Hybrid SUVs are all the craze these days, with suburbanites rushing to the nearest premium car dealership to plop down boatloads of cash for big SUVs with tiny engines accompanied by electric motors. It’s a strange world we live in. But aside from the absurdity of buying such a massive vehicle with a hybrid powertrain, there are some actually very good SUVs in that segment. And the Chronicle in the UK has gotten three of the most popular premium hybrid SUVs together to see how they compare.

The old dog in this fight is the Porsche Cayenne Hybrid, which was one of the first hybrid SUVs on the market and certainly the first in this test. The newcomer is the Volvo XC90 T8, which is fresh out of the box from Sweden, packing some very interesting tech. And the big guy in the middle of the two is the BMW X5 xDrive40e, which is BMW’s first non-i Division plug-in hybrid. All three have similar powertrain setups, but they’re all very different after that. So let’s see how they stack up.


The Volvo XC90 is the only car of the bunch to offer seven seats, which is a huge plus in this segment as, after all, interior space is the main reason why people buy SUVs. Well, that and certain male body image issues, of course (I kid, I kid). The BMW X5 xDrive40e does not offer a third row of seats because the batteries take up space under the trunk floor where the seats would be stowed away, although the standard X5 does. The Porsche Cayenne doesn’t offer a third row at all, in any variant. So for the family man/woman, the Volvo XC90 T8 is the most practical car of the bunch.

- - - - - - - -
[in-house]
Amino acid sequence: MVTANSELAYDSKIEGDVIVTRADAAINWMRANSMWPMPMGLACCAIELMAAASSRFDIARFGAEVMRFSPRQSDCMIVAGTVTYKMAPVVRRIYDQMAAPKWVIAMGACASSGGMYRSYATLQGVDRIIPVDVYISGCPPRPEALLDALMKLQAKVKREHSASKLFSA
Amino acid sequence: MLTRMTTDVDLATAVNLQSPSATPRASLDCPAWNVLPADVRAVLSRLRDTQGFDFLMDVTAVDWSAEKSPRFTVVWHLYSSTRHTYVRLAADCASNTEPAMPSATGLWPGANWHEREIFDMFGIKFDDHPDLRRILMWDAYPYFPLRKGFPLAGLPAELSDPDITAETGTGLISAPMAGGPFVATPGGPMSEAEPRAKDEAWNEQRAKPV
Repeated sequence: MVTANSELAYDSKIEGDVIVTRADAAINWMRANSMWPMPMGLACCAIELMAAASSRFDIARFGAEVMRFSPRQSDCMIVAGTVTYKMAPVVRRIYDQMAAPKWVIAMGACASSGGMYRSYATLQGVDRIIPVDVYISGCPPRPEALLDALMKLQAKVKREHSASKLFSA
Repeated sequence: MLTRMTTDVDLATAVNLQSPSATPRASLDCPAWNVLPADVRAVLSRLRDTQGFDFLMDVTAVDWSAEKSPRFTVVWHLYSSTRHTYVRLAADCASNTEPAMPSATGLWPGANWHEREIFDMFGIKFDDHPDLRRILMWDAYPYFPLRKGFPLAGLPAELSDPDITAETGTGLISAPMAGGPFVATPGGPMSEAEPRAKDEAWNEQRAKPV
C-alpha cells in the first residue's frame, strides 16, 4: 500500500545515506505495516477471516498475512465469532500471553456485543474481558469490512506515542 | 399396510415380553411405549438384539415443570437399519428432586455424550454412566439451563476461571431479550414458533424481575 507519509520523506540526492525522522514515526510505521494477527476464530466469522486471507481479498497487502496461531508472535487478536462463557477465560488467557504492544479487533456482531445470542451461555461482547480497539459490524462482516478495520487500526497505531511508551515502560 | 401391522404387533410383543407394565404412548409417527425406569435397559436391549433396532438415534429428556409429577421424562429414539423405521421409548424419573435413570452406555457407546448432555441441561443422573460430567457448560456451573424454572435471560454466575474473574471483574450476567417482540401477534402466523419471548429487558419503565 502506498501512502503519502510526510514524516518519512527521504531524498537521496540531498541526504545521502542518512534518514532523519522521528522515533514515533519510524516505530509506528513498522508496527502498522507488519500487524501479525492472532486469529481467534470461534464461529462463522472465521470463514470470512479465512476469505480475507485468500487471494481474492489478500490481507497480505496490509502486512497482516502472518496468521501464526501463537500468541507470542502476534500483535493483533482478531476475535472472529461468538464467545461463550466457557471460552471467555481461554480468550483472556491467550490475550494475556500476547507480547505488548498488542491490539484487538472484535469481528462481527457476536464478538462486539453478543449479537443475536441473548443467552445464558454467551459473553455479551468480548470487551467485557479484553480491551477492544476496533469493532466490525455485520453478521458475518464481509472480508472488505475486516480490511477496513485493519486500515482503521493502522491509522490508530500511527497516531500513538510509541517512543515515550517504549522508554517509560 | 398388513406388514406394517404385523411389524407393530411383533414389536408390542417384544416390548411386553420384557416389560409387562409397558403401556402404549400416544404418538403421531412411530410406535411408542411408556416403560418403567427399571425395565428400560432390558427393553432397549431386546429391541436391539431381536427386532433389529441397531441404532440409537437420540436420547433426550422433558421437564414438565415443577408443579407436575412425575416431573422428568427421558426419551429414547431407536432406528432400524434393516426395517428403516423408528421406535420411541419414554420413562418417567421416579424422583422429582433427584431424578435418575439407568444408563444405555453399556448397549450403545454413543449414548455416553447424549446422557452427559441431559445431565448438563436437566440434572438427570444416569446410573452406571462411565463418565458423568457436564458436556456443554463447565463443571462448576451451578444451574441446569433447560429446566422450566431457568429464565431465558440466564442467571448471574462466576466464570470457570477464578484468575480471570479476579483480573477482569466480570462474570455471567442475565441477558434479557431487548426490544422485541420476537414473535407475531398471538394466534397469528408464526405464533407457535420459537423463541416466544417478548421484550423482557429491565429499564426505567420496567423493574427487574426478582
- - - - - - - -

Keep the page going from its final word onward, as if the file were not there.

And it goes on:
It’s also the fastest car of the bunch. With its twin-charged (both supercharged and turbocharged) 2.0 liter four-cylinder engine and two electric motors, the XC90 T8 develops a total system output of 400 hp. This allows it to get from 0-60 mph in 5.4 seconds, three tenths faster than the Porsche and a full second faster than the BMW. That’s actually impressively quick in a big, heavy, hybrid SUV. But it was the BMW X5 xDrive40e that was commended for its powertrain refinement, as it switches between gas and electric power seamlessly. I’ve personally experienced this and they aren’t lying, the xDrive40’s hybrid powertrain is masterful.


However, the Volvo’s speed doesn’t translate well in the handling department, where it feels a bit sloppy. Obviously, the Porsche Cayenne is the sports car of the bunch, with the best steering and most fun handling, while the BMW X5 is in between the two, striking a nice balance. Although, the X5 was said to ride the best.

Inside, all three have lovely cabins, but it’s probably the Volvo that looks the nicest and has the nicest materials. The BMW X5’s interior is great, but it isn’t as lush as the XC90’s. While the Porsche’s is cool looking and sporty, but doesn’t have the luxury of the other two. The Porsche’s infotainment system is also the worst by far, with Volvo’s coming in second and BMW’s iDrive being the best. Volvo’s new touchscreen system is very good and has a massive screen with excellent clarity and resolution, but the menus are a bit confusing and can be difficult to operate while driving. BMW’s iDrive is once again the best, having benefited from years of honing and constant improvement by BMW.


In the end, the Volvo XC90 T8 was deemed to be the best of the bunch, for offering the most lush cabin, third row seating and the most powerful powertrain and it’s also the cheapest of the three to own and run. However, the BMW X5 xDrive40e is a very close second, with merits that could even make it the winner for many people, as it has the best ride, better handling than the Volvo and better technology. While the Porsche Cayenne Hybrid is a distant third. It’s great fun to drive but it’s sort of a niche hybrid SUV and a one-trick pony.

[Source: Chronicle Live]